Offshore, we foresee Germany adding around 14GW between 2022 and 2028, the UK, just under 16GW and France, around 5GW. Capacity growth is also expected in Danish, Swedish, Dutch and Belgian waters, while Poland’s, Italy’s, Ireland’s and Spain’s nascent offshore sectors are expected to take off towards the end of the outlook period.
Elsewhere, we have revised our end-2028 offshore capacity forecast for the ‘other’ European countries, reflecting our assumption that Greece’s newly announced target of 2GW of floating offshore wind by 2030 will see at least some of that added by the end of the outlook period.
We foresee North America being host to just over 241GW of wind capacity by the end of 2028, around 80GW more than the current total.
In the USA, total installed capacity is expected to have topped 211GW by the end of the outlook period, representing growth from the current 138.5GW. On a state-by-state basis, we expect to see Texas’, Iowa’s, Oklahoma’s and Kansas’ end-2028 totals having reached 52.8GW, 16.5GW, 14GW and 10.8GW. They currently host around 36GW, 12GW, 12GW and 8GW, respectively. For Iowa, our medium-term incremental forecast has been upwardly revised, reflecting our expectation that the 246MW Shenandoah Hills project will come online around 2024.
In Canada, we expect to see 20GW in place by the end of 2028, representing growth from the current 14.8GW. Our upwardly revised forecast reflects our expectation that the 514.6MW Buffalo Plains in Alberta will come online around 2025, following ABO Wind’s sale of the project to an investor. And in Mexico, we foresee total capacity having reached 9.5GW by the end of the outlook period, around 2.1GW more than the current total.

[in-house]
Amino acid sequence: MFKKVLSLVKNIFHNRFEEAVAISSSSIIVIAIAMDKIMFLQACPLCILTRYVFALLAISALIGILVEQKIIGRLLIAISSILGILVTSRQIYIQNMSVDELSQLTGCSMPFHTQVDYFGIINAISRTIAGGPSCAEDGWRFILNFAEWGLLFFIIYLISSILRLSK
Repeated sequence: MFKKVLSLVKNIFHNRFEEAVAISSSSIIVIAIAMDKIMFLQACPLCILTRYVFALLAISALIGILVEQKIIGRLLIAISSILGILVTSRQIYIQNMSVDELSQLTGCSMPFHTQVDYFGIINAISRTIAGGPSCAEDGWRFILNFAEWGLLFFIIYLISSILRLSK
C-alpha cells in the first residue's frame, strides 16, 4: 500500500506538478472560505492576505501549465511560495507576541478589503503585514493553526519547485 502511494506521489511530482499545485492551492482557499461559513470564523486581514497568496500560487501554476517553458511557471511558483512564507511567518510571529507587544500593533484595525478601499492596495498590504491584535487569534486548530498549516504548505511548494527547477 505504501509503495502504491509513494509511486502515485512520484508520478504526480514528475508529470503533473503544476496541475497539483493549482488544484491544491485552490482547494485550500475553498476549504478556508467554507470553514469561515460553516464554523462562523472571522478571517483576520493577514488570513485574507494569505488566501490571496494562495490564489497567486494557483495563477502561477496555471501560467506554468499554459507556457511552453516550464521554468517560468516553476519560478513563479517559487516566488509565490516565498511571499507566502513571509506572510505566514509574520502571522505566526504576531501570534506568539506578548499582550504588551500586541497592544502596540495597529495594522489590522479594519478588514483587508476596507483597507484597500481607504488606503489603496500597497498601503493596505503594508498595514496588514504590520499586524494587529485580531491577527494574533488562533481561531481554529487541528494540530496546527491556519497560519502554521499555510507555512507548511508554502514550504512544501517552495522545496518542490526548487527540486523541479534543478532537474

From around 411GW at present, we continue to expect Asia-Pacific’s total installed capacity to have reached 697GW by the end of 2028.
In China, on- and offshore capacity is expected to have topped 518GW and 49GW respectively by then. China’s current on- and offshore totals are estimated at 317.6GW and 26.7GW.
In India, a 50% capacity increase is expected over the 2022-28 period, taking its total to just over 60GW. And in Australia, capacity will have doubled by the end of 2028, to just under 19GW.
Growth in Japan’s, Vietnam’s, South Korea’s and Taiwan’s offshore sectors is also expected. Together, they will add around 24GW of offshore capacity between 2022 and 2028, much of which will materialise towards the end of the outlook period.
Central & South America
From the current estimated total of 34.4GW, we foresee Central and South America hosting 63GW of wind capacity by the end of 2028.
Our incremental capacity forecasts for Brazil are unchanged and we continue to expect its total to have reached 35GW by then, 12GW more than at present.
In Chile, we foresee total installed capacity having reached 12.6GW by the end of the outlook period. This upwardly revised forecast reflects the addition to the pipeline of Atlas Energy’s newly announced 316.7MW El Guanaco development.
Our forecasts for Argentina and Uruguay are unchanged. By 2028, they are expected to be host to 5.7GW and 2GW, respectively. The ‘others’ in the region will account for the remaining 5GW of 2022-28 incremental capacity.
Middle East & Africa
From an estimated 20.5GW at present, we foresee the Middle East & Africa hosting almost 38GW of wind power by the end of 2028.
Turkey’s capacity is expected to have topped 15GW by then, up from the current 11GW, while South Africa’s should have reached 5.5GW by the end of 2028. It currently hosts 3.6GW.
In Morocco and Egypt, we foresee total installed capacity having reached 5.2GW and 4.7GW respectively by the end of the outlook period. This would represent growth from the current 1.8GW and 1.7GW.
And for the ‘other’ MEA countries combined, we foresee capacity exceeding 7GW by 2028, up from the current 2.4GW.